But besides their souls, which are immortal, men have also their temporal lives here upon earth; the state whereof being frail and fleeting, and the duration uncertain, they have need of several outward conveniences to the support thereof, which are to be procured or preserved by pains and industry. For those things that are necessary to the comfortable support of our lives are not the spontaneous products of nature, nor do offer themselves fit and prepared for our use. This part, therefore, draws on another care and necessarily gives another employment. But the pravity of mankind being such that they had rather injuriously prey upon the fruits of other men’s labours than take pains to provide for themselves, the necessity of preserving men in the possession of what honest industry has already acquired and also of preserving their liberty and strength, whereby they may acquire what they farther want, obliges men to enter into society with one another, that by mutual assistance and joint force they may secure unto each other their properties, in the things that contribute to the comfort and happiness of this life, leaving in the meanwhile to every man the care of his own eternal happiness, the attainment whereof can neither be facilitated by another man’s industry, nor can the loss of it turn to another man’s prejudice, nor the hope of it be forced from him by any external violence. But, forasmuch as men thus entering into societies, grounded upon their mutual compacts of assistance for the defence of their temporal goods, may, nevertheless, be deprived of them, either by the rapine and fraud of their fellow citizens, or by the hostile violence of foreigners, the remedy of this evil consists in arms, riches, and multitude of citizens; the remedy of the other in laws; and the care of all things relating both to one and the other is committed by the society to the civil magistrate. This is the original, this is the use, and these are the bounds of the legislative (which is the supreme) power in every commonwealth. I mean that provision may be made for the security of each man’s private possessions; for the peace, riches, and public commodities of the whole people; and, as much as possible, for the increase of their inward strength against foreign invasions. (from http://www.constitution.org/jl/tolerati.htm)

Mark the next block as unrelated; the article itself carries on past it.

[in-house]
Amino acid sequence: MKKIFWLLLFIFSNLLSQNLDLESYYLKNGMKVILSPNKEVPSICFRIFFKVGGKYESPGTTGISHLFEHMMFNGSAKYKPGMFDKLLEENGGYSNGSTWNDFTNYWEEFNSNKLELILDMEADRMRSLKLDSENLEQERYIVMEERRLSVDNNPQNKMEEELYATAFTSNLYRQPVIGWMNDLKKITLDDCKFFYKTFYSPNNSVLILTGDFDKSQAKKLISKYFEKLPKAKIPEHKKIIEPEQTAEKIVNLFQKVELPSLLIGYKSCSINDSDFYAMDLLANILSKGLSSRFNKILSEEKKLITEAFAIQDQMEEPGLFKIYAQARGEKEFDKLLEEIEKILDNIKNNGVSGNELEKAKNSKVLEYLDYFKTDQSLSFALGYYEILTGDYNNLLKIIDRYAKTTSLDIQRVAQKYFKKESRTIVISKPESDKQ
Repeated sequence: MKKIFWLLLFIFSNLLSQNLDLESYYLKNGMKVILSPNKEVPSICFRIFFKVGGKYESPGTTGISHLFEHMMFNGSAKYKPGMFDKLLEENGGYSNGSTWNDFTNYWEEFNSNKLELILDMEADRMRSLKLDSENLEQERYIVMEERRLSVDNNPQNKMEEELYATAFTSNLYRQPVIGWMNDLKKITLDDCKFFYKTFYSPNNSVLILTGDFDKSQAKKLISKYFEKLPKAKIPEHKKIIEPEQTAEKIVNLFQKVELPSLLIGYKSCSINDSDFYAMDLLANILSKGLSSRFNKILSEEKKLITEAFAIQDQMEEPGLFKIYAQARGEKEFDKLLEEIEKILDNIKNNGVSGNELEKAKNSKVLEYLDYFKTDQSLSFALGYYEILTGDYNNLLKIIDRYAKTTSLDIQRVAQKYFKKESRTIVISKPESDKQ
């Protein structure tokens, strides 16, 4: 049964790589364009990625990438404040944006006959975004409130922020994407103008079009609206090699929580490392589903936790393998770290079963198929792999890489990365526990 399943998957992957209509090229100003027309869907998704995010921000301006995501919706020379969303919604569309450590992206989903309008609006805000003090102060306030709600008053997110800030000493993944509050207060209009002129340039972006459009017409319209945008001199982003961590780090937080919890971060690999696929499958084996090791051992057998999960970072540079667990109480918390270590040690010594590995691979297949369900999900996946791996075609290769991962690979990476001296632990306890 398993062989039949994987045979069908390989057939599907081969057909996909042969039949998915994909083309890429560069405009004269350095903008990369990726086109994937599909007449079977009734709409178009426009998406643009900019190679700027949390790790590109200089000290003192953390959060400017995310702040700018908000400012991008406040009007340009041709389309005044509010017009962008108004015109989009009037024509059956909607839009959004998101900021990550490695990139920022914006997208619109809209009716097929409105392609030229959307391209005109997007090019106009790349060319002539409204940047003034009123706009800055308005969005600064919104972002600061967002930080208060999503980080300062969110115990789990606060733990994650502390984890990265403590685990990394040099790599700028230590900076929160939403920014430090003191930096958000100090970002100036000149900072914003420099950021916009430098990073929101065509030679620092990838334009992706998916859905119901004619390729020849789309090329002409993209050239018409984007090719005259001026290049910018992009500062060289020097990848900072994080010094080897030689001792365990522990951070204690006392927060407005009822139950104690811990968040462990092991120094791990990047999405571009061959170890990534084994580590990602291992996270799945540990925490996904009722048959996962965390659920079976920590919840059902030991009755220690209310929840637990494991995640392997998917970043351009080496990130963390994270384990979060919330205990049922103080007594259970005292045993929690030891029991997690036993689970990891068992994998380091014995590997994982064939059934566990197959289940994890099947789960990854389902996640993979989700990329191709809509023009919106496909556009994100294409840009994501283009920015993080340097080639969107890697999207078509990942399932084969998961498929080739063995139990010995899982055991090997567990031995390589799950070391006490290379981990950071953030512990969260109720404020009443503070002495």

Keep in mind that Locke wrote for a Christian audience. When he wrote religious freedom was still a strange concept in most of Christendom, and the rest of the mankind would have thought him nuts. In many parts of the world today, Locke would still be considered nuts.

      You mentioned same-sex “marriage.” When we apply the expression “same-sex” as an adjective to “marriage,” we create an oxymoron. We have just been brainwashed by the mass media to believe otherwise.

      For thousands years governments have instituted marriages to support the creation of families. That’s because married couples have the best potential for producing and raising healthy children with sound moral values. What are sound moral values? Well, people who have such values generally obey the law.